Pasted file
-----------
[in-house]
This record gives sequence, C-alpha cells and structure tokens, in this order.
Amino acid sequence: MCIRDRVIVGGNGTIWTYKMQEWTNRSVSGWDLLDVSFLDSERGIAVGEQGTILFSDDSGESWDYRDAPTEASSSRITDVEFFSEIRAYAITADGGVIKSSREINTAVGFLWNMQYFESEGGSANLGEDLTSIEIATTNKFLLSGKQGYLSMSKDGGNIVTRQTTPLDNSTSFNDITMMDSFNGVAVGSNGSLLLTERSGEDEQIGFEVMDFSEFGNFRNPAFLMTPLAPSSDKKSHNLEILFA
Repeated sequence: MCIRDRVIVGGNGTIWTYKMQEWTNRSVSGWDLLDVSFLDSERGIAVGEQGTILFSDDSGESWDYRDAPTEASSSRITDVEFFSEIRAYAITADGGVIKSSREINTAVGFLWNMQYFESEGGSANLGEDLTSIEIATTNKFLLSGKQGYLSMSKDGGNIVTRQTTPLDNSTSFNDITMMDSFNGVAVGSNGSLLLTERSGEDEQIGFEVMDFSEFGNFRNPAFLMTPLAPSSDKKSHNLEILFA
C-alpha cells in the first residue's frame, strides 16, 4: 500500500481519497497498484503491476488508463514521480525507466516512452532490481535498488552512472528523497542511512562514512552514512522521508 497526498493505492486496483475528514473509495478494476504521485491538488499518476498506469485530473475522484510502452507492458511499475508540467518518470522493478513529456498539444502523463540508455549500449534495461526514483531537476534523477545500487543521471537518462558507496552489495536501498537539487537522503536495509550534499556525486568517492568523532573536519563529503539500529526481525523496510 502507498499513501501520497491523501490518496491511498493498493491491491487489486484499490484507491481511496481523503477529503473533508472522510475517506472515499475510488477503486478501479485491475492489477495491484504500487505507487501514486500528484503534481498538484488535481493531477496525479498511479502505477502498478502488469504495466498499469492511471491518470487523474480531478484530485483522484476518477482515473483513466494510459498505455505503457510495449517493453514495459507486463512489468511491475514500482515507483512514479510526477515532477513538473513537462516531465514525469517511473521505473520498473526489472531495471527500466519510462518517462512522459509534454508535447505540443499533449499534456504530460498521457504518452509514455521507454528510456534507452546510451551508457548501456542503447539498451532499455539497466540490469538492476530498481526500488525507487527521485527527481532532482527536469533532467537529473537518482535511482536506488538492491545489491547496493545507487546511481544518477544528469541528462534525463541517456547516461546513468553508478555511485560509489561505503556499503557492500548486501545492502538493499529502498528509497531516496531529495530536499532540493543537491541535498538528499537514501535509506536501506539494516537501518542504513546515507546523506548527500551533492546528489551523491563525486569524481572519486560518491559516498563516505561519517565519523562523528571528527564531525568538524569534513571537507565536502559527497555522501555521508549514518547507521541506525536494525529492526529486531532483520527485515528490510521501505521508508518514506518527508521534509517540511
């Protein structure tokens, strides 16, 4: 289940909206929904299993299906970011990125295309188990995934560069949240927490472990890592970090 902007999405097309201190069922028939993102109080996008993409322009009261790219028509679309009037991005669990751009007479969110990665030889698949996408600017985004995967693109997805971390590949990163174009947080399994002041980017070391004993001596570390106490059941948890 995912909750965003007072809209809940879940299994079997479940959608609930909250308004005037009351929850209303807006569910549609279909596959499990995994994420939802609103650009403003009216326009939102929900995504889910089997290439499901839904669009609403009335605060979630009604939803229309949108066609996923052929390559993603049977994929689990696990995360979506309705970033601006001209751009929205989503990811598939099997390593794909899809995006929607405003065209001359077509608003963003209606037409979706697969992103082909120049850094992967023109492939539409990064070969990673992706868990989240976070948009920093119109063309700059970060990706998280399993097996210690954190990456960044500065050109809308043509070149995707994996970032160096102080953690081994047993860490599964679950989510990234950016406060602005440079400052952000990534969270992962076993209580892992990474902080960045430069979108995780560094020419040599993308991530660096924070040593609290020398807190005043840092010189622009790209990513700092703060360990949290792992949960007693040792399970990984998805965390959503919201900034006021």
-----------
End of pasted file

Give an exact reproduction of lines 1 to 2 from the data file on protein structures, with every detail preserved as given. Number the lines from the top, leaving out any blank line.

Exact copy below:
[in-house]
This record gives sequence, C-alpha cells and structure tokens, in this order.